At least I have the luxuries of a relatively comfortable place to stay at the current time, and knowledge that I can leave military theatre at any time I want: something the vast majority of Ukrainian men do not have, for example. They are banned from leaving the country for the period of the war, and there is talk even of the ban continuing for a period of up to three years after the end of the war, to prevent still further depopulation. Women can leave, but those with the means to do so have already done so. Sadly Ukraine is a huge prison for its current population, and a particularly dangerous one for the menfolk here who are liable to conscription as the death and injury toll within the Ukrainian Armed Forces continues to mount on the front line on a daily basis.
I’ve started receiving hate mail over my diaries. I’ve asked my young Ukrainian friends and apparently this is called “trolling” and it is a good thing, It indicates that your publications on the internet are “trending” - that is to say, being read by all sorts of people you never intended to alert them to. It’s certainly true that this website is now receiving thousands of hits a day whereas it never used to. It is not my policy to defame living persons, and I won’t identify the person who has started sending my loathing rants about me apparently because he doesn’t like my diaries. However he is a very unusual man I’ve only met once, a fellow citizen of my country who works with a controversial Evangelical Church in Kharkiv.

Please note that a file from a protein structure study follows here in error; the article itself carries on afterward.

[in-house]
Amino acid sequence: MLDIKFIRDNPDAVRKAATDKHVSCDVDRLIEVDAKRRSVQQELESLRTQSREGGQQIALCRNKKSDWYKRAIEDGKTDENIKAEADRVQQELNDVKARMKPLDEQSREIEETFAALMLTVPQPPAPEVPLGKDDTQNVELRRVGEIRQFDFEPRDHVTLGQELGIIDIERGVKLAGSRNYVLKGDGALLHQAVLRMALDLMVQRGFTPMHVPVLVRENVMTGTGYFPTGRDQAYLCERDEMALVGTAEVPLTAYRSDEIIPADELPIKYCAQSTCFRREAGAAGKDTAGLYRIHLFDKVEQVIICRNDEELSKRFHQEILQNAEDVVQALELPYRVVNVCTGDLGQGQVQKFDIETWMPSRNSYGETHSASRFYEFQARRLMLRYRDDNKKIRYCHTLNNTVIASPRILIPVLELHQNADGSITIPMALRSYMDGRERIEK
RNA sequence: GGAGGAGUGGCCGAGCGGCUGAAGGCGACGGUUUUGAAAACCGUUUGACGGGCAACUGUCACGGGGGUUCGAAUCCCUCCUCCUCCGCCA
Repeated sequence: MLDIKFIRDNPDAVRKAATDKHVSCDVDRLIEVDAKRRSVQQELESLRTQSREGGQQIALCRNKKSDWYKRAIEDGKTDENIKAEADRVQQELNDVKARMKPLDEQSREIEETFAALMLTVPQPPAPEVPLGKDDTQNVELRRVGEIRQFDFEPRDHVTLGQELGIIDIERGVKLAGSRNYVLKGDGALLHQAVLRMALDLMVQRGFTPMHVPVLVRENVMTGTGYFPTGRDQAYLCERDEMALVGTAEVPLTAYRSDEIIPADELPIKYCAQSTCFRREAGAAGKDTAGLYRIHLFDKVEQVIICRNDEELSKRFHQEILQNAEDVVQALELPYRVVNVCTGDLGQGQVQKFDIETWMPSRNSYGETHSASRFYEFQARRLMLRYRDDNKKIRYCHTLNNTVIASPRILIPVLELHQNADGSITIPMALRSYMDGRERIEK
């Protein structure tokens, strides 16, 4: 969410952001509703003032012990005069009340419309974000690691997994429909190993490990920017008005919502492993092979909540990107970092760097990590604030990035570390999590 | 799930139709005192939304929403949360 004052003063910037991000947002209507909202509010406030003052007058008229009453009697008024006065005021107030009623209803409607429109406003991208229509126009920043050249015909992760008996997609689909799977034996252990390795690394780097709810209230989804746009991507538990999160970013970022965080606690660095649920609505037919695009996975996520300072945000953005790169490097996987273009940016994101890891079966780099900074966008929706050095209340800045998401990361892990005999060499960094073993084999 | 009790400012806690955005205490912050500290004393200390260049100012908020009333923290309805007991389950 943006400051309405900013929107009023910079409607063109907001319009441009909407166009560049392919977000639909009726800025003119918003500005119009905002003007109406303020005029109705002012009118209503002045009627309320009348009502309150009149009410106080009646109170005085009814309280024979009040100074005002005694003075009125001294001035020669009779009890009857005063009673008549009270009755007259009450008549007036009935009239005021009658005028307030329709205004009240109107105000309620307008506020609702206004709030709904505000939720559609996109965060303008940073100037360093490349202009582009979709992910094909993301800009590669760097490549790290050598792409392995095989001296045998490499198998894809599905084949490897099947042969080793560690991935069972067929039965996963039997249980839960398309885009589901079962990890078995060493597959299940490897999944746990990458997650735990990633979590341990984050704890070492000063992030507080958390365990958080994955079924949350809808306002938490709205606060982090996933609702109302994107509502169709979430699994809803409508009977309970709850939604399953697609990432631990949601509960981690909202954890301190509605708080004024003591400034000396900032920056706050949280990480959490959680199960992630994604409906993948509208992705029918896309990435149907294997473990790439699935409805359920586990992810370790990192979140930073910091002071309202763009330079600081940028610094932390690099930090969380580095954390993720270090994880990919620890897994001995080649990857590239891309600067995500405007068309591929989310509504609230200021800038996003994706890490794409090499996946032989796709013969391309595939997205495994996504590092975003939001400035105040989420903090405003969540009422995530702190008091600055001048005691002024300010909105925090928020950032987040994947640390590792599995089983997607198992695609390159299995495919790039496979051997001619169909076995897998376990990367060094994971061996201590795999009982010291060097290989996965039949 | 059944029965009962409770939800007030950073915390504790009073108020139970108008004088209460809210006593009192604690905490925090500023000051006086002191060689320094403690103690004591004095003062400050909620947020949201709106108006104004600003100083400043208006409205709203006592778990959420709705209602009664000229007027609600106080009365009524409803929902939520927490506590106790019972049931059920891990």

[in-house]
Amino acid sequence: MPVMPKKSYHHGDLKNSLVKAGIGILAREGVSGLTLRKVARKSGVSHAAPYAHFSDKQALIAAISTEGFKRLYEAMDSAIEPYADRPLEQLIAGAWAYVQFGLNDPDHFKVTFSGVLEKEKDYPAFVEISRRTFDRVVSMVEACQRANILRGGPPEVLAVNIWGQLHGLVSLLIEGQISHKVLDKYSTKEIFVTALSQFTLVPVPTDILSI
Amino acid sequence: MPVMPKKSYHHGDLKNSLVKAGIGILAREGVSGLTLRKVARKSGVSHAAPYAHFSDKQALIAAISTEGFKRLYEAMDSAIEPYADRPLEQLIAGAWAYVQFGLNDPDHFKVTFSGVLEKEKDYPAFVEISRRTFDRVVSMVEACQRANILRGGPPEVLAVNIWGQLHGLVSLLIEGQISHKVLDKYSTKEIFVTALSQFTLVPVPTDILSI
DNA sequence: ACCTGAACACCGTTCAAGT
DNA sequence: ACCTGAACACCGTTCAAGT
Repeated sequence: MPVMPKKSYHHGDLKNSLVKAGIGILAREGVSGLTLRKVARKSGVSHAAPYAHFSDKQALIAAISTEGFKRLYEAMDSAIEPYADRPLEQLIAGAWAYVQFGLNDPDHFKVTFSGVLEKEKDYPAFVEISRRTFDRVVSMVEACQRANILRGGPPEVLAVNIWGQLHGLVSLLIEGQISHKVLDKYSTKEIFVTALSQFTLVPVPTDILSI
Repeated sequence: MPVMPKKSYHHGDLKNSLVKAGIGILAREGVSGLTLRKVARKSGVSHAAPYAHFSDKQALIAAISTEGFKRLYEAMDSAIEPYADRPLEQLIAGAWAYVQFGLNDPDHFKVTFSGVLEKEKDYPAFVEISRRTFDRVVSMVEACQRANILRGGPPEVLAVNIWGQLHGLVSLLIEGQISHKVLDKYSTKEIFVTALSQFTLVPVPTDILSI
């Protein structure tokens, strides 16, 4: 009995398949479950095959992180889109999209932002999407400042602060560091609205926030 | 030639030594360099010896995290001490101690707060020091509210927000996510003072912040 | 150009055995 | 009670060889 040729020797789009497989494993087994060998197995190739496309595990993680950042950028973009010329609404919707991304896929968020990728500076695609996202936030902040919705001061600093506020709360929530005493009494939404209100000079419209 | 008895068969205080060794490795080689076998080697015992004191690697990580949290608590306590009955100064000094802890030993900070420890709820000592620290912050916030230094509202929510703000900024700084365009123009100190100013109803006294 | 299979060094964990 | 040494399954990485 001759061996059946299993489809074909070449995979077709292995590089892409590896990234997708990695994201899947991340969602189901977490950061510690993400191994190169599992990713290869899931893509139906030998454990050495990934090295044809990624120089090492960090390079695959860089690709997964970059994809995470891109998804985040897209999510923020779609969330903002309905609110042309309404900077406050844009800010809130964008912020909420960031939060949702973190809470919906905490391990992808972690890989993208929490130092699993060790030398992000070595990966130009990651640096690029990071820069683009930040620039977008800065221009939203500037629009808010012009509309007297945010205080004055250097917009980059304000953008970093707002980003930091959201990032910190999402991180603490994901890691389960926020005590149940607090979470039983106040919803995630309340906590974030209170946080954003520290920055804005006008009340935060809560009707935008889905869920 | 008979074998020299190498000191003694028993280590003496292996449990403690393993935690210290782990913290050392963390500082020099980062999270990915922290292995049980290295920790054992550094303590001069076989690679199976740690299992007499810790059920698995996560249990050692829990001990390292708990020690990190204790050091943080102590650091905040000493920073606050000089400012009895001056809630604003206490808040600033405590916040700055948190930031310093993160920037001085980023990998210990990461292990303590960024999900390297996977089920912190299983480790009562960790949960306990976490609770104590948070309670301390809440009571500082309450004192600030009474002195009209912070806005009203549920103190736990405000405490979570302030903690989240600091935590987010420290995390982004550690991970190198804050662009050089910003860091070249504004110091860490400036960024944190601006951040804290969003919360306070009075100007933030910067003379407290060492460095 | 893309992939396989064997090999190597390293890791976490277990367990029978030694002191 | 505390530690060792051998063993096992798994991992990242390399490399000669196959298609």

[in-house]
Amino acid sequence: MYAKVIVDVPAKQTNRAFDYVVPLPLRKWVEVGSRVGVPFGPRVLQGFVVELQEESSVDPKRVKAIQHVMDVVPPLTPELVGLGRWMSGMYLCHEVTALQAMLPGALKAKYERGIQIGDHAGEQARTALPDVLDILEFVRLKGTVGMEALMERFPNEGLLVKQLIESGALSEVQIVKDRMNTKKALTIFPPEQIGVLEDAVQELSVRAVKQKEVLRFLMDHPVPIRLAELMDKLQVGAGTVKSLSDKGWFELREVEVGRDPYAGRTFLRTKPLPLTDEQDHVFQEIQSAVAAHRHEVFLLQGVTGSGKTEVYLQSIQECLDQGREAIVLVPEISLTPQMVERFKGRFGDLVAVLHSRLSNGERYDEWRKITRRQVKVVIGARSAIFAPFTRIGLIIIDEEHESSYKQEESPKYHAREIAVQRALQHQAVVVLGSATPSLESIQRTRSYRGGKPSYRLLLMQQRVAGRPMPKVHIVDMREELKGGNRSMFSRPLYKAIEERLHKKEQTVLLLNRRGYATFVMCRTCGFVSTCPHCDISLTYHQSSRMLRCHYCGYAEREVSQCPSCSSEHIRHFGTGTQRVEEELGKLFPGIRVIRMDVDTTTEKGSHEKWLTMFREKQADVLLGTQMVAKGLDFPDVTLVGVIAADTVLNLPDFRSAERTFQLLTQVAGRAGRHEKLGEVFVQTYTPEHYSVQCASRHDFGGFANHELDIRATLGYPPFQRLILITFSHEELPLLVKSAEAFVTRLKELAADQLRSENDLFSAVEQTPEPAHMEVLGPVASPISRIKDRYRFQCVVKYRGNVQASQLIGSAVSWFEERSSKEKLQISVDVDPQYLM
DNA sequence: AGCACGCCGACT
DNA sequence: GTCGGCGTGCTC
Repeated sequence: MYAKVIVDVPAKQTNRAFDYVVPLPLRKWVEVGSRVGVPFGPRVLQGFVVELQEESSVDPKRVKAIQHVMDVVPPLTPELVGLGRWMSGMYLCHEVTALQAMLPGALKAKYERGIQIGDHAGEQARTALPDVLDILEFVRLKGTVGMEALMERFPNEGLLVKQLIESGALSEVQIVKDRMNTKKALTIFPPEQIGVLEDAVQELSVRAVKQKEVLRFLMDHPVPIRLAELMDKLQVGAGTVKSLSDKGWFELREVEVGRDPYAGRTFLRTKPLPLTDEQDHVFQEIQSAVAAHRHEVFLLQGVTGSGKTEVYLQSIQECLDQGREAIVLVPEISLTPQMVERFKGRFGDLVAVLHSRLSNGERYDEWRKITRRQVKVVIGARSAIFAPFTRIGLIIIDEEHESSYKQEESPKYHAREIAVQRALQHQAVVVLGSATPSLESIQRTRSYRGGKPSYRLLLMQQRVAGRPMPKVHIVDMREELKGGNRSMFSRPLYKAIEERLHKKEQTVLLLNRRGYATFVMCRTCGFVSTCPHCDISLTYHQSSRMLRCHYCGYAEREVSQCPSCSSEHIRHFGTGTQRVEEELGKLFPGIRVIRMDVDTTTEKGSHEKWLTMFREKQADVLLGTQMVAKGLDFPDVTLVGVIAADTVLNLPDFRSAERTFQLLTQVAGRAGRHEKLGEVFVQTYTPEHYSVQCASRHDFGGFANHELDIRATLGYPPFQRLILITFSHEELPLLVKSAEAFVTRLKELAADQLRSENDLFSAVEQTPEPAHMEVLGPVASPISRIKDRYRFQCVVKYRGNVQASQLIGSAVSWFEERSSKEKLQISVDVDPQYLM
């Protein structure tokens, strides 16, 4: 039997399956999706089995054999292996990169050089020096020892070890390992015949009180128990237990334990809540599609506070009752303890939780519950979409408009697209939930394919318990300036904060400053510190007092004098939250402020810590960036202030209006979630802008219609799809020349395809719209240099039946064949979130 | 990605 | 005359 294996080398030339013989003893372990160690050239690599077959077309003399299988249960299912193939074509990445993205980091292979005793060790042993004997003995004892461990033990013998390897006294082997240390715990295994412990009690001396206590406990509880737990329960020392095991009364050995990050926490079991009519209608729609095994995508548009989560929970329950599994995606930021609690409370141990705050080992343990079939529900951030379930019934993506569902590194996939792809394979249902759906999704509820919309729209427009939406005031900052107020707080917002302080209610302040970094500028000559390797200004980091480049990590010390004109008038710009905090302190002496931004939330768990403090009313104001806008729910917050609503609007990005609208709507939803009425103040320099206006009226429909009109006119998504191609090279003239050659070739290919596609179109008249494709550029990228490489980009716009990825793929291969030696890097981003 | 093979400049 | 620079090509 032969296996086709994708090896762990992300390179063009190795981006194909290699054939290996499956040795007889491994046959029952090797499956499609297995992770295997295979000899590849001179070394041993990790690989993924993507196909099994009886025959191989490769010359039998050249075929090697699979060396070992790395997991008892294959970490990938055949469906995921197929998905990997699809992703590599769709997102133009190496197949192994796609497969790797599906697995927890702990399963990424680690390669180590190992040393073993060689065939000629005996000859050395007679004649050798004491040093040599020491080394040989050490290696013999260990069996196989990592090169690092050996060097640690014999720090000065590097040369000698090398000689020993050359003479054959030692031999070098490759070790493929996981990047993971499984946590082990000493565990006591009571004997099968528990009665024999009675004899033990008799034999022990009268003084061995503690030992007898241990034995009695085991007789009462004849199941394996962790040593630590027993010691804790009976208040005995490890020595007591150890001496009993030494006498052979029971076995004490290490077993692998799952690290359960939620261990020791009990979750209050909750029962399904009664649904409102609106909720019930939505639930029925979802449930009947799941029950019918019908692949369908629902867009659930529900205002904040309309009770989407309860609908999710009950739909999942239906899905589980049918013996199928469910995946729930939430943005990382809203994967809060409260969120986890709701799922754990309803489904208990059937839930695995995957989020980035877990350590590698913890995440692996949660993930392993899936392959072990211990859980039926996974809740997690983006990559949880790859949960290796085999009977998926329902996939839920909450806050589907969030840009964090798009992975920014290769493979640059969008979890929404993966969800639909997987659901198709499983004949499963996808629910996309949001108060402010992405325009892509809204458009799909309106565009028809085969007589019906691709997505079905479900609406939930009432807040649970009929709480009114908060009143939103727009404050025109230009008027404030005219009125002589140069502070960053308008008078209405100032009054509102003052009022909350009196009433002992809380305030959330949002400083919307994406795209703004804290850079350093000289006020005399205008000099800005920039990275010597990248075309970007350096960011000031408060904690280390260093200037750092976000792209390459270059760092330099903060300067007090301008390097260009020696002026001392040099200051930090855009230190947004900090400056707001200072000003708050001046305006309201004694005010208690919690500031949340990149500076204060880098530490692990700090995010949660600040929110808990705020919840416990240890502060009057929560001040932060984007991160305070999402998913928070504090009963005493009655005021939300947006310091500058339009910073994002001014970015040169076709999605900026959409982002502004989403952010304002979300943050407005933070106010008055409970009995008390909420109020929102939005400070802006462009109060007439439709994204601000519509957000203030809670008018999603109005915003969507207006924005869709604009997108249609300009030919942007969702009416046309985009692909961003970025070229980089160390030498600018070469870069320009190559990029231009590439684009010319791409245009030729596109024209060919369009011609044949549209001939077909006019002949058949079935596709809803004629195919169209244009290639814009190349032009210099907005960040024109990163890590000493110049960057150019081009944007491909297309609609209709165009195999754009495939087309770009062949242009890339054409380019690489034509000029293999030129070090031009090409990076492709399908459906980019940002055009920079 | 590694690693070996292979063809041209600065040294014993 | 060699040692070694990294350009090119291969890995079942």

Yesterday evening this man wrote to me on Telegram from yet another unknown number. Telegram is essentially a Russian intelligence product, and I don’t know why Ukrainians are so keen on it. Even the President of Ukraine has an account. Nevertheless the fact is that Telegram is owned by a media conglomerate controlled by Alisher Usmanov, one of the most powerful Russian Oligarchs who served a prison sentence in his native Uzbekistan for rape in the 1980’s and is personal friends with Russian President Vladimir Putin. Telegram’s offices are in Moscow and it is reputed that FSB agents are installed in that office to intercept and read Telegram communications of interest to them. Telegram is not automatically encrypted and I have no doubt that the FSB have access to a backdoor even where encryption is enabled.